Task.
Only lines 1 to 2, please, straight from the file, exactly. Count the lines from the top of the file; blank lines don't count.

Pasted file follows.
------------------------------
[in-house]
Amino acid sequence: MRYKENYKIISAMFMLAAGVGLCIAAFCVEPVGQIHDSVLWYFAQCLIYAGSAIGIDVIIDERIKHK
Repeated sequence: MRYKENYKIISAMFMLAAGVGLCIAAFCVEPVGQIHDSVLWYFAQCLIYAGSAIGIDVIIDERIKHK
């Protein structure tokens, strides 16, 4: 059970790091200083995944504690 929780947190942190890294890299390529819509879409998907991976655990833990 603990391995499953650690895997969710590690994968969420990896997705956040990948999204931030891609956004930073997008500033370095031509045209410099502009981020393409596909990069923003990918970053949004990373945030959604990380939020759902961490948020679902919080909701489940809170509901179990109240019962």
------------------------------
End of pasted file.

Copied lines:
[in-house]
Amino acid sequence: MRYKENYKIISAMFMLAAGVGLCIAAFCVEPVGQIHDSVLWYFAQCLIYAGSAIGIDVIIDERIKHK